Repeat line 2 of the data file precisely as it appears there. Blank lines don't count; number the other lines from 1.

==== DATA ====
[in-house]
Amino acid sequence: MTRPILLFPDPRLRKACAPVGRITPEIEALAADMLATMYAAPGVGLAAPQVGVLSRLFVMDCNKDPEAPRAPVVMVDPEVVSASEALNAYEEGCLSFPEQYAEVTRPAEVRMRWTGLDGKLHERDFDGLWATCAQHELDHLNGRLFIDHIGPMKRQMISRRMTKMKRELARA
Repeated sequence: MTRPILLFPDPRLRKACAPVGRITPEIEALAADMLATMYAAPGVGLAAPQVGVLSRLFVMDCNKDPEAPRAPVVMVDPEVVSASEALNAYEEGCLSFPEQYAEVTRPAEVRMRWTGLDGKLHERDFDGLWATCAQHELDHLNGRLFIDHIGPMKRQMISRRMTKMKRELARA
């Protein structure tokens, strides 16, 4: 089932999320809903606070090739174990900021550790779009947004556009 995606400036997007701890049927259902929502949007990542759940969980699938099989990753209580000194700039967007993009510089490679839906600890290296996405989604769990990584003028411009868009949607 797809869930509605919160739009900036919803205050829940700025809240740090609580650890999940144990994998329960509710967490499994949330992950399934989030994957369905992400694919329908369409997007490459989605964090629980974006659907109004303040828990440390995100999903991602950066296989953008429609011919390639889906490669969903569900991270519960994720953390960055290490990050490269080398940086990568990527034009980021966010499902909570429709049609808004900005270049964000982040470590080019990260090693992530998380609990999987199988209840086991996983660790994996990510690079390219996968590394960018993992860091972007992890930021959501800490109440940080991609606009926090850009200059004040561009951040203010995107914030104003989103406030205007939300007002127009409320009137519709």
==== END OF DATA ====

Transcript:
Amino acid sequence: MTRPILLFPDPRLRKACAPVGRITPEIEALAADMLATMYAAPGVGLAAPQVGVLSRLFVMDCNKDPEAPRAPVVMVDPEVVSASEALNAYEEGCLSFPEQYAEVTRPAEVRMRWTGLDGKLHERDFDGLWATCAQHELDHLNGRLFIDHIGPMKRQMISRRMTKMKRELARA